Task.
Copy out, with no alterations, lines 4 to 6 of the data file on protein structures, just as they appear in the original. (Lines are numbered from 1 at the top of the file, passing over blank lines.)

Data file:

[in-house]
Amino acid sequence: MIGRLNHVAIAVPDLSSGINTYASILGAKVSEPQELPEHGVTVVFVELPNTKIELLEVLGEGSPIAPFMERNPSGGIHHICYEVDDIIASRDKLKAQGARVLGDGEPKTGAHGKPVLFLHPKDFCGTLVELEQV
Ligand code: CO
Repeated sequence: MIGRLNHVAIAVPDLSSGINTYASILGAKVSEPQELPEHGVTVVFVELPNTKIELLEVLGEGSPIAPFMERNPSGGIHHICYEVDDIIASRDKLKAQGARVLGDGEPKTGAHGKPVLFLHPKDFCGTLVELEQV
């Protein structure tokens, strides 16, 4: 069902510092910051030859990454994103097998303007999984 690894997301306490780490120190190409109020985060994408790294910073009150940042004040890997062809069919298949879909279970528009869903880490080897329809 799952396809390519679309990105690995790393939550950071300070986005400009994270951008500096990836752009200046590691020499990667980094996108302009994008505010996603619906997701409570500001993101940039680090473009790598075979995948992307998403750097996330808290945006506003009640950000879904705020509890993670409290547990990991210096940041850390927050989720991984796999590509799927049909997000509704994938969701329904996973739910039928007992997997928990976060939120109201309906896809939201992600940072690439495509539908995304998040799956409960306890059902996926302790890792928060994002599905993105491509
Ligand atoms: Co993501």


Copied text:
Repeated sequence: MIGRLNHVAIAVPDLSSGINTYASILGAKVSEPQELPEHGVTVVFVELPNTKIELLEVLGEGSPIAPFMERNPSGGIHHICYEVDDIIASRDKLKAQGARVLGDGEPKTGAHGKPVLFLHPKDFCGTLVELEQV
């Protein structure tokens, strides 16, 4: 069902510092910051030859990454994103097998303007999984 690894997301306490780490120190190409109020985060994408790294910073009150940042004040890997062809069919298949879909279970528009869903880490080897329809 799952396809390519679309990105690995790393939550950071300070986005400009994270951008500096990836752009200046590691020499990667980094996108302009994008505010996603619906997701409570500001993101940039680090473009790598075979995948992307998403750097996330808290945006506003009640950000879904705020509890993670409290547990990991210096940041850390927050989720991984796999590509799927049909997000509704994938969701329904996973739910039928007992997997928990976060939120109201309906896809939201992600940072690439495509539908995304998040799956409960306890059902996926302790890792928060994002599905993105491509
Ligand atoms: Co993501």